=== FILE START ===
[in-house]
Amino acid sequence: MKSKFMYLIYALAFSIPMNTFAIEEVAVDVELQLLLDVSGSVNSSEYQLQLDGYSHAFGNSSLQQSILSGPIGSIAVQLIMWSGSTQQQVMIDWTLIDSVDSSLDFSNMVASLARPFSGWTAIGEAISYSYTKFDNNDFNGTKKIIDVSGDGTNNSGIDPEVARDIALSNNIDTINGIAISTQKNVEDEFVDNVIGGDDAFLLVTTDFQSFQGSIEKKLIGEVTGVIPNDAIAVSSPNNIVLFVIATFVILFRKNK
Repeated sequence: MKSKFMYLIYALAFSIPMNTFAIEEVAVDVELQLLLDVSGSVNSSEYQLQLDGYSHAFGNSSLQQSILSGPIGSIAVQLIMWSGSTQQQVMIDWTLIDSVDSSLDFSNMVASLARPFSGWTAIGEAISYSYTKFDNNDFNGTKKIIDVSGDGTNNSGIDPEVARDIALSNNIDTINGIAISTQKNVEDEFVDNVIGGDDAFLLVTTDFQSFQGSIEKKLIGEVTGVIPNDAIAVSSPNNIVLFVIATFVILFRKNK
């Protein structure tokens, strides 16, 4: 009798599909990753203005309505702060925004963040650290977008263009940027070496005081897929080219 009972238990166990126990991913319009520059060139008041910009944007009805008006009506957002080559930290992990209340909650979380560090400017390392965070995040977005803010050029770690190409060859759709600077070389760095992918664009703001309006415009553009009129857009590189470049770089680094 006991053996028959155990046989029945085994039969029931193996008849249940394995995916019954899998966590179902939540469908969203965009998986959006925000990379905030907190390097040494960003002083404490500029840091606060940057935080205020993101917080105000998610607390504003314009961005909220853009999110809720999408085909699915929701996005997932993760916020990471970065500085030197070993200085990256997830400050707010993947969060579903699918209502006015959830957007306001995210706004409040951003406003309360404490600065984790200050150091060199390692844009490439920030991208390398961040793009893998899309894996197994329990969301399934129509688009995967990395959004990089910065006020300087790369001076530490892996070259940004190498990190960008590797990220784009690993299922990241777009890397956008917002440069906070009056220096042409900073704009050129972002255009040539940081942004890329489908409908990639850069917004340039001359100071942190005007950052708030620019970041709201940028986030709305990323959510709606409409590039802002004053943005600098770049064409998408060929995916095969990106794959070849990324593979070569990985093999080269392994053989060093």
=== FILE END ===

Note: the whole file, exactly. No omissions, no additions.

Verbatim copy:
[in-house]
Amino acid sequence: MKSKFMYLIYALAFSIPMNTFAIEEVAVDVELQLLLDVSGSVNSSEYQLQLDGYSHAFGNSSLQQSILSGPIGSIAVQLIMWSGSTQQQVMIDWTLIDSVDSSLDFSNMVASLARPFSGWTAIGEAISYSYTKFDNNDFNGTKKIIDVSGDGTNNSGIDPEVARDIALSNNIDTINGIAISTQKNVEDEFVDNVIGGDDAFLLVTTDFQSFQGSIEKKLIGEVTGVIPNDAIAVSSPNNIVLFVIATFVILFRKNK
Repeated sequence: MKSKFMYLIYALAFSIPMNTFAIEEVAVDVELQLLLDVSGSVNSSEYQLQLDGYSHAFGNSSLQQSILSGPIGSIAVQLIMWSGSTQQQVMIDWTLIDSVDSSLDFSNMVASLARPFSGWTAIGEAISYSYTKFDNNDFNGTKKIIDVSGDGTNNSGIDPEVARDIALSNNIDTINGIAISTQKNVEDEFVDNVIGGDDAFLLVTTDFQSFQGSIEKKLIGEVTGVIPNDAIAVSSPNNIVLFVIATFVILFRKNK
């Protein structure tokens, strides 16, 4: 009798599909990753203005309505702060925004963040650290977008263009940027070496005081897929080219 009972238990166990126990991913319009520059060139008041910009944007009805008006009506957002080559930290992990209340909650979380560090400017390392965070995040977005803010050029770690190409060859759709600077070389760095992918664009703001309006415009553009009129857009590189470049770089680094 006991053996028959155990046989029945085994039969029931193996008849249940394995995916019954899998966590179902939540469908969203965009998986959006925000990379905030907190390097040494960003002083404490500029840091606060940057935080205020993101917080105000998610607390504003314009961005909220853009999110809720999408085909699915929701996005997932993760916020990471970065500085030197070993200085990256997830400050707010993947969060579903699918209502006015959830957007306001995210706004409040951003406003309360404490600065984790200050150091060199390692844009490439920030991208390398961040793009893998899309894996197994329990969301399934129509688009995967990395959004990089910065006020300087790369001076530490892996070259940004190498990190960008590797990220784009690993299922990241777009890397956008917002440069906070009056220096042409900073704009050129972002255009040539940081942004890329489908409908990639850069917004340039001359100071942190005007950052708030620019970041709201940028986030709305990323959510709606409409590039802002004053943005600098770049064409998408060929995916095969990106794959070849990324593979070569990985093999080269392994053989060093």